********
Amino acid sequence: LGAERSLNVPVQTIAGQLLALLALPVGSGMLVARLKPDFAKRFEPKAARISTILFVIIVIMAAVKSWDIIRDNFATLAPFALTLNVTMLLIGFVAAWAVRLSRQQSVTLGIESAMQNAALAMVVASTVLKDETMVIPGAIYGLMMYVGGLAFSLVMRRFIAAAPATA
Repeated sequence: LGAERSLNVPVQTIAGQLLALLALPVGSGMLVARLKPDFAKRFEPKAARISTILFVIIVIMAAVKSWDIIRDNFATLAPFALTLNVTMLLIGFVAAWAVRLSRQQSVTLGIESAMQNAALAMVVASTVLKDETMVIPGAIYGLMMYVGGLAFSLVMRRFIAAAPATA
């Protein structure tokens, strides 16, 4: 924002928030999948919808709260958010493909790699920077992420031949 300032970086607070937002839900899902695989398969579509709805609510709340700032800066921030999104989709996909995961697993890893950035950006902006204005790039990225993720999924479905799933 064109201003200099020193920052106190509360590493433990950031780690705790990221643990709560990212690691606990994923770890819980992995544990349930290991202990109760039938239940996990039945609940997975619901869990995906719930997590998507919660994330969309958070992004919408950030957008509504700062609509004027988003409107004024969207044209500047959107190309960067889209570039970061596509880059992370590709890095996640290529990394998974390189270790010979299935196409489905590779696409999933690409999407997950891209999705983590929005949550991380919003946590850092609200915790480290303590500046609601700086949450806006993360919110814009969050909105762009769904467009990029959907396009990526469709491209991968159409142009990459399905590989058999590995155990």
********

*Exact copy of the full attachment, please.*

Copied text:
Amino acid sequence: LGAERSLNVPVQTIAGQLLALLALPVGSGMLVARLKPDFAKRFEPKAARISTILFVIIVIMAAVKSWDIIRDNFATLAPFALTLNVTMLLIGFVAAWAVRLSRQQSVTLGIESAMQNAALAMVVASTVLKDETMVIPGAIYGLMMYVGGLAFSLVMRRFIAAAPATA
Repeated sequence: LGAERSLNVPVQTIAGQLLALLALPVGSGMLVARLKPDFAKRFEPKAARISTILFVIIVIMAAVKSWDIIRDNFATLAPFALTLNVTMLLIGFVAAWAVRLSRQQSVTLGIESAMQNAALAMVVASTVLKDETMVIPGAIYGLMMYVGGLAFSLVMRRFIAAAPATA
């Protein structure tokens, strides 16, 4: 924002928030999948919808709260958010493909790699920077992420031949 300032970086607070937002839900899902695989398969579509709805609510709340700032800066921030999104989709996909995961697993890893950035950006902006204005790039990225993720999924479905799933 064109201003200099020193920052106190509360590493433990950031780690705790990221643990709560990212690691606990994923770890819980992995544990349930290991202990109760039938239940996990039945609940997975619901869990995906719930997590998507919660994330969309958070992004919408950030957008509504700062609509004027988003409107004024969207044209500047959107190309960067889209570039970061596509880059992370590709890095996640290529990394998974390189270790010979299935196409489905590779696409999933690409999407997950891209999705983590929005949550991380919003946590850092609200915790480290303590500046609601700086949450806006993360919110814009969050909105762009769904467009990029959907396009990526469709491209991968159409142009990459399905590989058999590995155990």